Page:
She ground her teeth and shook her head. "He ruined her. Jenny was a child, and he treated her like a common whore. In her naivety she thought it was love, until the last time they were together he said some very cruel things, and she fled Donnachaidh." Biddy turned furious eyes to Cullen, and said, "The night she left, Darach actually had the spine to tell me that she'd taken all his teasing and flirting seriously and that he'd had to set her straight and explain to her that he loved me," she added bitterly. "He forgot to mention that he deflowered her first and bedded her several times more."

Cullen let his breath out on an unhappy sigh at her acid words.

"Jenny was so ashamed of what she'd done, she planned to keep the whole matter to herself," Biddy said sadly. "But when she realized she was with child—Darach's child—she knew there was no way to hide it from the Campbell. She fled here scared witless and desperate for Darach's help." Her mouth tightened, and she said, "Do ye ken what that heartless bastard did?"

Cullen shook his head.

"He said 'twas not his problem and that he would deny it was his if she tried to drag him into her shame. Her shame," she said furiously. "He said if she tried to come tell me the truth, he'd get three or four of his men to claim they were her lovers, and she was nothing more than a common whore."

Biddy took several deep breaths, obviously trying to calm herself, then continued sadly, "Jenny did not know what to do. She knew the church said taking her own life would see her in hell, but felt sure she was headed there anyway for betraying me, and so she killed herself."

"I'm sorry, Biddy," Cullen said quietly, and the face she turned to him was stark.

"I forgave him for so much Cullen, for so many women… But I could not forgive him Jenny. I would not, not after I read that letter."

Biddy fell silent for a minute as she apparently reflected on the devastation Darach had wrought, then she sighed.

"I stormed below stairs, determined to confront the bastard, but you had all gone out to hunt boar." She ground her teeth. "I grabbed me bow and quiver, and rode out. I had no difficulty finding ye all. I trailed the hunting party, and when ye rode up on the boars and chaos broke out, I took me opportunity. I shot Darach as he fell, got him with the first try, and felt such peace when 'twas done."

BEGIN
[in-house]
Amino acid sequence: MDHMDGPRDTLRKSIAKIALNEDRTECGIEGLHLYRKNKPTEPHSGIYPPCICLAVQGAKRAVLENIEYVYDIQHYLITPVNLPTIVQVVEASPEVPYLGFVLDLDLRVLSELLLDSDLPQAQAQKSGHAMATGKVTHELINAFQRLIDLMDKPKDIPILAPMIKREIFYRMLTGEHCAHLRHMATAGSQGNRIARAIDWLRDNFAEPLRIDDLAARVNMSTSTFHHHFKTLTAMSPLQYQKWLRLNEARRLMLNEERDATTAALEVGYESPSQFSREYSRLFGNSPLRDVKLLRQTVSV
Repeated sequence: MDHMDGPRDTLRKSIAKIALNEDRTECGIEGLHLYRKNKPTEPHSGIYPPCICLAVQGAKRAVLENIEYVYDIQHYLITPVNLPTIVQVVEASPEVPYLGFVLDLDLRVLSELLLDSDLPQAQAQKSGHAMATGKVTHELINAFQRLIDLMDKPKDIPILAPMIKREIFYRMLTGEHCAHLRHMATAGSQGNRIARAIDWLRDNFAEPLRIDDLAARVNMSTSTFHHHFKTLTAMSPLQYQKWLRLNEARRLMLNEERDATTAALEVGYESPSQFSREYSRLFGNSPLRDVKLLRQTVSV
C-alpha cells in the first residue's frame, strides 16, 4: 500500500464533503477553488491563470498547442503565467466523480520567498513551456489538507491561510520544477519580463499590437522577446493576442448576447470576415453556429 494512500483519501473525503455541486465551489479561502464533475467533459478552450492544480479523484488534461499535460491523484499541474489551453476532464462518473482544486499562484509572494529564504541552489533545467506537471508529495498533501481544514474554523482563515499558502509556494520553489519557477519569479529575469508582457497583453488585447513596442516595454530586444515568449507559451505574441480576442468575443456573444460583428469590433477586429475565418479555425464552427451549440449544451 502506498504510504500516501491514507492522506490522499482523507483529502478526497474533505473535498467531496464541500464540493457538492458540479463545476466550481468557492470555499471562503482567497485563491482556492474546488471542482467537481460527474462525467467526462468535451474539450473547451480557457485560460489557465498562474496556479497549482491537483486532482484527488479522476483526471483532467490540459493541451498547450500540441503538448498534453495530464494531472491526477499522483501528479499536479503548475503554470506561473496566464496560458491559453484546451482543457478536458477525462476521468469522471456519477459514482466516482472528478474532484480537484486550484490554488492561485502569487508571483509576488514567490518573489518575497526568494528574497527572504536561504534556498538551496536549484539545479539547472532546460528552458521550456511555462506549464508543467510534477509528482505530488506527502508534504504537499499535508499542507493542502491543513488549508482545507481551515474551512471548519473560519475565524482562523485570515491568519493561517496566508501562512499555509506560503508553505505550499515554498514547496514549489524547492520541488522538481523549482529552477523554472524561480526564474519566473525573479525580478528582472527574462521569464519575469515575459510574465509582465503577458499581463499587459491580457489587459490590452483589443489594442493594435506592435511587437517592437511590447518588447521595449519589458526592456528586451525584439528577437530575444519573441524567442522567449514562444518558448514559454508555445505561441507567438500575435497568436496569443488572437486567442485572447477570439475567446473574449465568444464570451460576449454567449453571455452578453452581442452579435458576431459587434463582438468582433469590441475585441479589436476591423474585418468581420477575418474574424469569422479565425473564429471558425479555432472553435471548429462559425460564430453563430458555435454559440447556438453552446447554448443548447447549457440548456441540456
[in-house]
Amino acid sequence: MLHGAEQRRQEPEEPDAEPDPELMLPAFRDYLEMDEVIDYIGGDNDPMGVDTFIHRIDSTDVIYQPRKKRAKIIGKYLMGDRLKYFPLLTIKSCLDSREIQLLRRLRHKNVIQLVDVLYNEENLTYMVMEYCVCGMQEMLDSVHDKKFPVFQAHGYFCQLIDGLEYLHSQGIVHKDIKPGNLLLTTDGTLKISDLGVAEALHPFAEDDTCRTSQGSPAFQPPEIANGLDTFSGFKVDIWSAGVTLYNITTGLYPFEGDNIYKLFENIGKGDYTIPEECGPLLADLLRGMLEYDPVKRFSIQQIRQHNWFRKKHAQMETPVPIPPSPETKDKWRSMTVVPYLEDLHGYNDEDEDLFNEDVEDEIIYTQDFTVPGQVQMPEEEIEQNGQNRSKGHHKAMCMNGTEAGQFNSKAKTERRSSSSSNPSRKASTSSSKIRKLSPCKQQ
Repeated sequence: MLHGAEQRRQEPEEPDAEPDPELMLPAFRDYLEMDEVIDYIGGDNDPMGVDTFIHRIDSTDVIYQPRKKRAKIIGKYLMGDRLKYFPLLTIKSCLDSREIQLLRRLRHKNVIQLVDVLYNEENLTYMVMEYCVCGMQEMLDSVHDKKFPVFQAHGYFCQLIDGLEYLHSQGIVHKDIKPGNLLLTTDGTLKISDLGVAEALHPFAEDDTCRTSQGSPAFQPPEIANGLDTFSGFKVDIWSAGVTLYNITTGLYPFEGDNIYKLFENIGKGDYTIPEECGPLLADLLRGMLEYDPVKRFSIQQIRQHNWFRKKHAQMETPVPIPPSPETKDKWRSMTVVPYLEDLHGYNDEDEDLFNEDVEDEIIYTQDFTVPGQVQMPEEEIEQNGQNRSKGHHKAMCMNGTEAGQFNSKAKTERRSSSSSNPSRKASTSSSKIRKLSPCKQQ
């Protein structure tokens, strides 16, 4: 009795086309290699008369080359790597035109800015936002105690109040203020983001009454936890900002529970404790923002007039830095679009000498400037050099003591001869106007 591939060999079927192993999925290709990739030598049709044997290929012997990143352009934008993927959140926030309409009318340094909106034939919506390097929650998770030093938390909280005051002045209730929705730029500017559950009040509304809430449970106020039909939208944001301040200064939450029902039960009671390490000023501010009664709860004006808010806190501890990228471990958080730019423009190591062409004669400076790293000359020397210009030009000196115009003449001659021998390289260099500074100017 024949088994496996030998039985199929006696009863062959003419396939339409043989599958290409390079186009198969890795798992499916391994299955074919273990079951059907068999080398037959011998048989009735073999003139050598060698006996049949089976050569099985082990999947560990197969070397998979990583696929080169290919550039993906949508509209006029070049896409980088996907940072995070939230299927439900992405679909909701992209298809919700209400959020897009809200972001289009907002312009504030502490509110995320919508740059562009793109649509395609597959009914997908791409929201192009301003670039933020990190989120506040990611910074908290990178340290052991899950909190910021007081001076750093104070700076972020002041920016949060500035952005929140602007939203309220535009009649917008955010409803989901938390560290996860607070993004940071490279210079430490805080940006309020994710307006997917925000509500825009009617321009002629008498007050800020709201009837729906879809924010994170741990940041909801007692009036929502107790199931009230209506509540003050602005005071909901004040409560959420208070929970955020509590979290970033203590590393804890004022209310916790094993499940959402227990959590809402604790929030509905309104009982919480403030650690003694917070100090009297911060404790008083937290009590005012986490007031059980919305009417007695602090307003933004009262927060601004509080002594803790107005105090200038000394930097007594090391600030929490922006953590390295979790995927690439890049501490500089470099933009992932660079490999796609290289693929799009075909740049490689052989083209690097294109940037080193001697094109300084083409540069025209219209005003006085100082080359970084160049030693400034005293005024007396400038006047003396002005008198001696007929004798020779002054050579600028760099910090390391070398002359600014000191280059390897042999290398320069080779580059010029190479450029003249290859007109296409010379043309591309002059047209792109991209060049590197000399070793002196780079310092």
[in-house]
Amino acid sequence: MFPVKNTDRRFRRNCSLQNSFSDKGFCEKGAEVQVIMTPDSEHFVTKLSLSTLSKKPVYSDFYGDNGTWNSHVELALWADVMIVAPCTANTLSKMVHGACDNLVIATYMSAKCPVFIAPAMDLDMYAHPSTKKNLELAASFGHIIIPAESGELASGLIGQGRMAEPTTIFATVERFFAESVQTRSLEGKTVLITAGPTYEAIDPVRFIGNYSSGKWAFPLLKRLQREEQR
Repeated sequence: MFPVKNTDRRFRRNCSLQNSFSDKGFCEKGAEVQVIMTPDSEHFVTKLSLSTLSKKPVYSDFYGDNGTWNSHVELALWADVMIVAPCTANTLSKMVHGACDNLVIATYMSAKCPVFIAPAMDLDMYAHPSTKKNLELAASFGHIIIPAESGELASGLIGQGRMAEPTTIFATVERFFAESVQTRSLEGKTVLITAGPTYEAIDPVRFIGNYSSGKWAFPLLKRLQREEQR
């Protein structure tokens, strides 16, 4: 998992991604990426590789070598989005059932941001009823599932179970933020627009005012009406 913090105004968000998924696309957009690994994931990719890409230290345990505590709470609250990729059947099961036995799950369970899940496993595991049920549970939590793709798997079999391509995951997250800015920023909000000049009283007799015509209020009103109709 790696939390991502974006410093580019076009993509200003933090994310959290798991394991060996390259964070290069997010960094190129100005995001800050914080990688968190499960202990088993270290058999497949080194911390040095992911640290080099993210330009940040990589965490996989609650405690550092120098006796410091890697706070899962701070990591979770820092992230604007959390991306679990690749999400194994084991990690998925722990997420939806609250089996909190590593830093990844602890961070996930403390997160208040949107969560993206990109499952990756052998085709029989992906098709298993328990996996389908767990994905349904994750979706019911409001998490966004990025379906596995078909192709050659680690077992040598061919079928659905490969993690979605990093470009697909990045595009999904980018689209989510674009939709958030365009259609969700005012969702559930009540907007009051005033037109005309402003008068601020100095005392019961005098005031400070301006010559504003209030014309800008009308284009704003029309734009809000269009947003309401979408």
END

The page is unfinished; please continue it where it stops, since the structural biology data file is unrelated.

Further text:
Her expression was almost rebellious as she admitted that, but then Biddy sighed again, and continued, "It did not last long. By the time I got back to the keep the guilt had set in. It was almost a relief when ye men arrived back, and I learned he was no dead. I vowed I'd mend him, and at first he seemed to be improving, but…" She shook her head unhappily, and added, "In the end, I wasna able to save him."

Cullen stared at his aunt as the silence fell around them again. His feelings were a mixture of many emotions; pity for Jenny, grief at her abuse and wasted life, rage at his uncle for acting in such a callous and heinous way with his own wife's sister, and even pity for Biddy. Had he been the one to find that letter and read it, Cullen could not be at all sure that he himself might not have shot the bastard with an arrow. Surely, Darach had deserved to die for ruining Jenny and probably many other young noblewomen and others over the years. If her being so young and his sister-in-law—his responsibility while visiting—had not stopped him, then no woman had been safe from his unspeakable ways.

In that moment, Cullen might have assured his aunt she had done right and that they need never speak of the matter again… Except that Darach wasn't the only one dead. There were his father and little Maggie to consider, as well as the attempts on Evelinde's life.

Clearing his throat, he sat up a little straighter in the saddle, and asked, "And me father?"

"Liam?" Biddy glanced at him with confusion, then understanding crossed her face, and she shook her head. "I had nothing to do with that. I killed Darach, but I never would have harmed a hair on yer father's head. Liam was a good man. An honorable man. He loved yer mother. He never behaved as Darach did. Nay," she repeated firmly. "I did not kill him. I truly thought his death was an accident."

"Ye thought?" Cullen prompted.

"It was Maggie's death that made me wonder. She started asking questions about the deaths of yer father and Darach, and when she was found at the bottom of the cliffs, I wondered if Liam's death had been an accident after all," she admitted. "I wondered if perhaps it had been murder, and her questions made someone nervous. It seemed too much of a coincidence that they both died from plunging off the cliff where Jenny was laid to rest."